I’ve long admired the work of Anil Dash and Gina Tripani over the years. In many ways, each has shaped my perspectives in new media and its impact on our professional and personal lives over the years. It came as no surprise that Dash and Tripani collaborated on yet another project. This time, they created ThinkUp, a social media service that offers daily insights about you and your friends on Twitter and Facebook.
When I was in London, I visited the Smart Focus HQ to shoot a series of videos, host a webinar and also sign books for local marketing professionals (videos and webinar accessible here.) While there, something unplanned and very cool began to surface and I’m excited to share the result with you here. We assembled all of the content, organized it, and developed additional material as a dedicated ebook. I’ve embedded it below or you can read more about it at Smart Focus.
Customer experience is the sum of all engagements and interactions a customer has with your business in every step of their journey and lifecycle. It’s what your customer feels, thinks, says (to you and others) and more so, what they do now and in the time to come that counts for everything. CX is measured not by NPS (Net Promoter Score) but instead by the sentiment and outcomes in every moment of truth throughout the relationship. That.is.the.experience. And, it’s yours to define.
Guest post by Jaimy Szymanski (@jaimy_marie), Analyst, Speaker, Advisor
In order to inspire great digital transformation within an organization, strategists must provide proof of concept on a smaller scale. Often times, change agents focus first on transforming their approach to mobile customer experience (CX) design, in order to make the case for overhauling the company’s entire approach to digital CX strategy.
Digital Darwinism is claiming businesses everywhere. As technology and society evolve, leaders face the need to adapt or die. Doing so stars with rethinking what it takes to compete for market share by competing for relevance. However, executives do not know what they do not or choose not to know. In my book, you either compete or relevance or you don’t.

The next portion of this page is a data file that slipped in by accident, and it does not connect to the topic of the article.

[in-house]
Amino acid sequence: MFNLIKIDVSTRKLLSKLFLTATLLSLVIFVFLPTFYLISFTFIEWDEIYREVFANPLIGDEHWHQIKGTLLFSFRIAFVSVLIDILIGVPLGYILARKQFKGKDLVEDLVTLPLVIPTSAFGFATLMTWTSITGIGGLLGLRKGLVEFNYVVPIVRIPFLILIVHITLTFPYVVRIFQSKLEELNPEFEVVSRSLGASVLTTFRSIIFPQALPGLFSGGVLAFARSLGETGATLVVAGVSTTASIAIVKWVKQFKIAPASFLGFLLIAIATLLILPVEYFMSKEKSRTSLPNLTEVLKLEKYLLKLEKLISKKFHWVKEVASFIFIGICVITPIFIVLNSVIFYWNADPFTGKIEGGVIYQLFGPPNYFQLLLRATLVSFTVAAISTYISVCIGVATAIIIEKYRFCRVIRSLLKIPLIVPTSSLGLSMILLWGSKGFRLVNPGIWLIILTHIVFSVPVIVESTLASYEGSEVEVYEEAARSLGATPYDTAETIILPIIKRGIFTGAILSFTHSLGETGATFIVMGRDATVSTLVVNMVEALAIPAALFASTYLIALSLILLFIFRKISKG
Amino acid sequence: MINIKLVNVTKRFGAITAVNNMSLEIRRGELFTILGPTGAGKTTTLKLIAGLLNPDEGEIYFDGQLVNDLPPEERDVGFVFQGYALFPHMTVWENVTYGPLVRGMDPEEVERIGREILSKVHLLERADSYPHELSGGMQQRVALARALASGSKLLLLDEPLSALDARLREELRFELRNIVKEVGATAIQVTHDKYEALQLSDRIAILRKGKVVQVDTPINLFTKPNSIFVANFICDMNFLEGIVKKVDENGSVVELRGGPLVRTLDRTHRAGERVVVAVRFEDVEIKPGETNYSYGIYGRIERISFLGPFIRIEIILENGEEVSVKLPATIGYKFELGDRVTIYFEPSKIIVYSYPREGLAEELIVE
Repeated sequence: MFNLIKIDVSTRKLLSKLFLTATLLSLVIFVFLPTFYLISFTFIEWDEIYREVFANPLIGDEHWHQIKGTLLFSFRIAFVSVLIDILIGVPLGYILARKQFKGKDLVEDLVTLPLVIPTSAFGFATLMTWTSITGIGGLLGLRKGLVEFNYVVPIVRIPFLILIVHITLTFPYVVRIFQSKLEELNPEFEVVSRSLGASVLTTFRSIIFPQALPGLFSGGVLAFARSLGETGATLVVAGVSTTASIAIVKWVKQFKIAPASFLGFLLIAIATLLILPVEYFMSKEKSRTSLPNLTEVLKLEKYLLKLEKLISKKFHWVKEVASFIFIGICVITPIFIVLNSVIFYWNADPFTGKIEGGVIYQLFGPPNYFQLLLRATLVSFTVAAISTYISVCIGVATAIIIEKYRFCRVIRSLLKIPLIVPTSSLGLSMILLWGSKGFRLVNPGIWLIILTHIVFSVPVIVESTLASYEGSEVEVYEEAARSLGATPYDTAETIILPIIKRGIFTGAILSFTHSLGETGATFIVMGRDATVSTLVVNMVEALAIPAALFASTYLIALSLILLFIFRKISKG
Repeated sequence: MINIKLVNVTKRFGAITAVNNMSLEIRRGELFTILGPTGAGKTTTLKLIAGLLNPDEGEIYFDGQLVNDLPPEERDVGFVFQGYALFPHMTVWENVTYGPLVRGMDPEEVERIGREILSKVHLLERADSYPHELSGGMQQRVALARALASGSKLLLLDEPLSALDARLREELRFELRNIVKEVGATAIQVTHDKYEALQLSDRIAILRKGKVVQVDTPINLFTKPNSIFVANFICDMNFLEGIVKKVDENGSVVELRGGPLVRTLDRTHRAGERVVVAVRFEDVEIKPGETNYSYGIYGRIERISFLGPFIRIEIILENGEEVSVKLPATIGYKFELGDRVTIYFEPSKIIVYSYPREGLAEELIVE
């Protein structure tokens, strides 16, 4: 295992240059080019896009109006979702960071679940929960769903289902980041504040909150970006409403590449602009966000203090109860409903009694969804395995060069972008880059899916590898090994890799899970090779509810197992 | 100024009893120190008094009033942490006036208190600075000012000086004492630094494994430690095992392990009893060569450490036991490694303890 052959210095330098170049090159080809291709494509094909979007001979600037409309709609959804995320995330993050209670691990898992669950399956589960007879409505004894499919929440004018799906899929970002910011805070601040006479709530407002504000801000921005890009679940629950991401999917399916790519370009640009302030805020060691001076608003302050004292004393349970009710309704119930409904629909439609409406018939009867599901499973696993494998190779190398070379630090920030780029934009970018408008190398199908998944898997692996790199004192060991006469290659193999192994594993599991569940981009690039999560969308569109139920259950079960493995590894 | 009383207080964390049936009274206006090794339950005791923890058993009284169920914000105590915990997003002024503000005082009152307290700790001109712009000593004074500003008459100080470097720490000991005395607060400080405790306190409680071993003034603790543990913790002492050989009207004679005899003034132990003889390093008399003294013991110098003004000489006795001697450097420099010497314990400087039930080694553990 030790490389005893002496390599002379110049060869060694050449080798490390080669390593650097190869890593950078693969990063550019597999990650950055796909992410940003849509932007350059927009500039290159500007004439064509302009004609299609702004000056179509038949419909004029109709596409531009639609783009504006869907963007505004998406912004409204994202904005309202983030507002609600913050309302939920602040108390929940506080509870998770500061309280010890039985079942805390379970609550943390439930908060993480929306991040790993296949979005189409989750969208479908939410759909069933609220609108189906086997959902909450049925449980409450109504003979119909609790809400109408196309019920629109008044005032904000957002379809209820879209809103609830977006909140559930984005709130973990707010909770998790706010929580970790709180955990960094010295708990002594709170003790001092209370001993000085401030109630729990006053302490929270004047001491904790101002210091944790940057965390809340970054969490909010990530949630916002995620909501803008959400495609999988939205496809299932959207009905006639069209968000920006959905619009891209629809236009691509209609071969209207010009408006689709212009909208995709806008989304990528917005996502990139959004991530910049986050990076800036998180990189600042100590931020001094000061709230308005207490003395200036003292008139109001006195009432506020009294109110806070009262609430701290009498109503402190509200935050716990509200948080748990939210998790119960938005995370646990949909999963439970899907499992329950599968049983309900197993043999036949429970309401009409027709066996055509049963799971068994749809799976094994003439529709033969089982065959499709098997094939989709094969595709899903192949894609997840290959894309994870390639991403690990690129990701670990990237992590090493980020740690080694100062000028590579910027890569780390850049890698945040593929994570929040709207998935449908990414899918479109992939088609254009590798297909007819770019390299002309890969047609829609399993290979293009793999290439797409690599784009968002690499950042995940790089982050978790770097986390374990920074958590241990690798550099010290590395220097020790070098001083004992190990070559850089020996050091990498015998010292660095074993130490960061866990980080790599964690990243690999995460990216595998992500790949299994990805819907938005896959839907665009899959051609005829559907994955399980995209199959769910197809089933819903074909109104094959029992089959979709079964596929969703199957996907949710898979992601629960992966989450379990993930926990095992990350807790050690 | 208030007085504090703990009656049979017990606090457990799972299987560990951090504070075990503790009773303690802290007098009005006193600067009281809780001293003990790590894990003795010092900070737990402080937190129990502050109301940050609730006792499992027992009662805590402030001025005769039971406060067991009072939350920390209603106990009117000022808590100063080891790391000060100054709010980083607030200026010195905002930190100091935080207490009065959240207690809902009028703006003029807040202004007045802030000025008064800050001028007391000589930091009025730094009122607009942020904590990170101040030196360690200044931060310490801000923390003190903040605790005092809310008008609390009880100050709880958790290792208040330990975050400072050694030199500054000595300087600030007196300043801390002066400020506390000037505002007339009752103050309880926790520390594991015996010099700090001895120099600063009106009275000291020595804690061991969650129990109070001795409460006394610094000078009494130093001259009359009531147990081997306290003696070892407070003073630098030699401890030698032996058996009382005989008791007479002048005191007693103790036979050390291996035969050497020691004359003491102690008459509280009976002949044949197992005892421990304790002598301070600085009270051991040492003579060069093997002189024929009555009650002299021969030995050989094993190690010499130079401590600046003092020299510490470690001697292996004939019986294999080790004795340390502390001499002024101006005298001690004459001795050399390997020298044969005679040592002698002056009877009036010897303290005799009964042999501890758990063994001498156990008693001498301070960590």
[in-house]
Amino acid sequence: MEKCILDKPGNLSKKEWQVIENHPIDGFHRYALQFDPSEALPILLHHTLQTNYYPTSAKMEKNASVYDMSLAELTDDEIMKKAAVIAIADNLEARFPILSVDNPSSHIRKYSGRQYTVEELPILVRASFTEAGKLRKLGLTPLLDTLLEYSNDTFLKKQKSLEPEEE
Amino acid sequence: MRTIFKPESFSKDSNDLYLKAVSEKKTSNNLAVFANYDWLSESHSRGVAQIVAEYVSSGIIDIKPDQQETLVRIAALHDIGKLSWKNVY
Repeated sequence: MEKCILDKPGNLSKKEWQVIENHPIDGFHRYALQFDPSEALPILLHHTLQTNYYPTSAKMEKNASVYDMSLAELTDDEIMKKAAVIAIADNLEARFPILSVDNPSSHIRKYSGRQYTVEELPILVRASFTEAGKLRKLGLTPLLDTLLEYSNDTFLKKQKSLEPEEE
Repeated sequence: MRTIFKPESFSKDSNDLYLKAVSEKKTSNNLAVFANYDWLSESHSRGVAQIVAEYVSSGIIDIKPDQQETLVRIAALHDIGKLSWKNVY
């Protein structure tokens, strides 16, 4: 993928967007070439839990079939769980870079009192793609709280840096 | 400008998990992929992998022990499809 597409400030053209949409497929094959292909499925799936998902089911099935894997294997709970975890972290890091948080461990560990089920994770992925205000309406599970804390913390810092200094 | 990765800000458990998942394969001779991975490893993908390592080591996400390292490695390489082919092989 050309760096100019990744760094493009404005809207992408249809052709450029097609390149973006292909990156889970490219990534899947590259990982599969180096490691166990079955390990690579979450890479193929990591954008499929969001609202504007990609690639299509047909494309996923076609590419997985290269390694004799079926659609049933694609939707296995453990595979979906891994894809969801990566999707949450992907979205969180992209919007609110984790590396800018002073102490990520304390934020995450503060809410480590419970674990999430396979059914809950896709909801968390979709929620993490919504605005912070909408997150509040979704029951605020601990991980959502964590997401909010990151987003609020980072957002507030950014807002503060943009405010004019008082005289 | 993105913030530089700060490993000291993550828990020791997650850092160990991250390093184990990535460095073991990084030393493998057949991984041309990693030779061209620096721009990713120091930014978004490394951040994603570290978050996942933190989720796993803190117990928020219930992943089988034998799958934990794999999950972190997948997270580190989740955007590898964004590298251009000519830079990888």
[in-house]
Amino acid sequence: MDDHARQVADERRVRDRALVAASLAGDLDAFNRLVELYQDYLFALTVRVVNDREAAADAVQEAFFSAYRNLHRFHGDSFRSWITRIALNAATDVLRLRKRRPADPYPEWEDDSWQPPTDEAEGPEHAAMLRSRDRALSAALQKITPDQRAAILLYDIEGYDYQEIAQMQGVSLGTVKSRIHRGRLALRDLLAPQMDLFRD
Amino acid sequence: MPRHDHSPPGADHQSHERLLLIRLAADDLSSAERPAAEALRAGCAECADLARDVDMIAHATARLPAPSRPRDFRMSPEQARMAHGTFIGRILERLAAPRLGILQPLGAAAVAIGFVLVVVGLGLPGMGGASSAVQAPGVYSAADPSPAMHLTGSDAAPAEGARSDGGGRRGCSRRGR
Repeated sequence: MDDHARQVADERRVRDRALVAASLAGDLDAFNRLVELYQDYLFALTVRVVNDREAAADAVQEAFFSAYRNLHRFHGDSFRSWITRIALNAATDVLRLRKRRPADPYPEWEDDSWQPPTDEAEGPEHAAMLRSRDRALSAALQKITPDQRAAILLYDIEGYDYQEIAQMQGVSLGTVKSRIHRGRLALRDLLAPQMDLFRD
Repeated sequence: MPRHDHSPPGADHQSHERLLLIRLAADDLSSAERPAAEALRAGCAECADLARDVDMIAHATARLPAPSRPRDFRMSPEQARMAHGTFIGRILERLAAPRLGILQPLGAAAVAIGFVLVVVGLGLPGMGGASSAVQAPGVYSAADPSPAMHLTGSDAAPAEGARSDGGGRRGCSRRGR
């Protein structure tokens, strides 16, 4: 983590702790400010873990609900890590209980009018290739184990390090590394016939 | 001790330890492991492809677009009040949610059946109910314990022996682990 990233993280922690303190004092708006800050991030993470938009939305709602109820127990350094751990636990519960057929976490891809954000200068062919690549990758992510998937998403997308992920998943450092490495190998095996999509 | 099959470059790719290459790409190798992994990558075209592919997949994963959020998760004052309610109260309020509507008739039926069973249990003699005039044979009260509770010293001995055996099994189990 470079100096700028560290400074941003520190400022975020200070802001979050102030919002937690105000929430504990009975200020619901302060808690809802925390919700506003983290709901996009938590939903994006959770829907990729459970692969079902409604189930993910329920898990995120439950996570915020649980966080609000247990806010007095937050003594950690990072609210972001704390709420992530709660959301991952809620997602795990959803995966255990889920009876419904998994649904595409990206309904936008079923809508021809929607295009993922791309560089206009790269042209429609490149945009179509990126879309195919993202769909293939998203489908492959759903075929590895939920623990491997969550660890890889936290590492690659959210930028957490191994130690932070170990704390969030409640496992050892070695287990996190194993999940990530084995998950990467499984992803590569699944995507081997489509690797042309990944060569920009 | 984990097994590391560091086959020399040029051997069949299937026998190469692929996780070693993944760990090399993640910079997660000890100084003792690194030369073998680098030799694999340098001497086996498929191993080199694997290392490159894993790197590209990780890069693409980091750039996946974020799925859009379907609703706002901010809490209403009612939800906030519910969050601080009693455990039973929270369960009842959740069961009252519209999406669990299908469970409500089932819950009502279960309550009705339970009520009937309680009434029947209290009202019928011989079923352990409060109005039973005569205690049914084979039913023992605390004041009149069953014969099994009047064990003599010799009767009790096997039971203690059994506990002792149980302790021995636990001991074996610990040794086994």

While I was in Paris at Le Web (see interviews with Skully’s Marcus Weller and Andela’s Jeremy Johnson), I met with the Vivendi team to discuss the state and future of digital transformation.
Customers and employees are still underserved and underappreciated.
Some would say, in business, social media lost its way.
Others would argue social media failed to live up to the hype.
There are unfortunately still many examples of businesses not getting it, viewing or outsourcing it as a mere “marketing” function, and operating in siloes where social becomes anti-social by design.
Without purpose and collaboration, social will always be just another thing that businesses use to defer the inevitable…change.
Customer experience is meant to be evocative not reactive…
We are entering an era of customer-centricity, mostly because we have to. But also, because employing a customer focus is the right thing to do. I guess businesses lost their way at some point. Blame quarterly earnings. Blame technology. Blame politics. But over the years, we overlooked the importance of the “C” and “R” and instead scaled the “M” in CRM. It didn’t hurt that we found ways to save time and money in the process of promoting management, cost-control and efficiency over customer experiences.
Three weeks in and three episodes are now online. Chris Saad and I really got into these topics in the latest episode of ContextMatters. There are parts that are charged and definitely NSFW. We stray a bit away from tech to tackle timely subjects related to journalism and the future of social media as well as the hotly debated topic of vaccinations.
You’ve heard it a million times, a happy customer tells a couple of people and an unhappy customer tells everyone. Yet to this day, executives tend to run business strategy with an emphasis on transactions over experiences. More so, business value is expressed in short-term performance metrics and reports to an audience of shareholders and stakeholders over the very people who keep them in business…your customers. It’s all a bit absurd when you think about it.
Welcome to the second episode of ContextMatters. My co-host Chris Saad and I are having fun recording this series. More so, we’re enjoying expanding the community beyond our world here in Silicon Valley to explore the things that affect business, tech and culture.
In this episode, we take out our macro lens to look closely at the strange fascination with what could best be described as Silicon Valley’s unconventional behavior.
Listen (also embedded below).
Brian Solis is a digital analyst, anthropologist, and also a futurist. In his work at Altimeter Group, Solis studies the effects of disruptive technology on business and society. He is an avid keynote speaker and award-winning author who is globally recognized as one of the most prominent thought leaders in digital transformation.
His most recent book, What's the Future of Business: Changing the Way Businesses Create Experiences (WTF), explores the landscape of connected consumerism and how business and customer relationships unfold in four distinct moments of truth. His previous book, The End of Business as Usual, explores the emergence of Generation-C, a new generation of customers and employees and how businesses must adapt to reach them. In 2009, Solis released Engage, which is regarded as the industry reference guide for businesses to market, sell and service in the social web.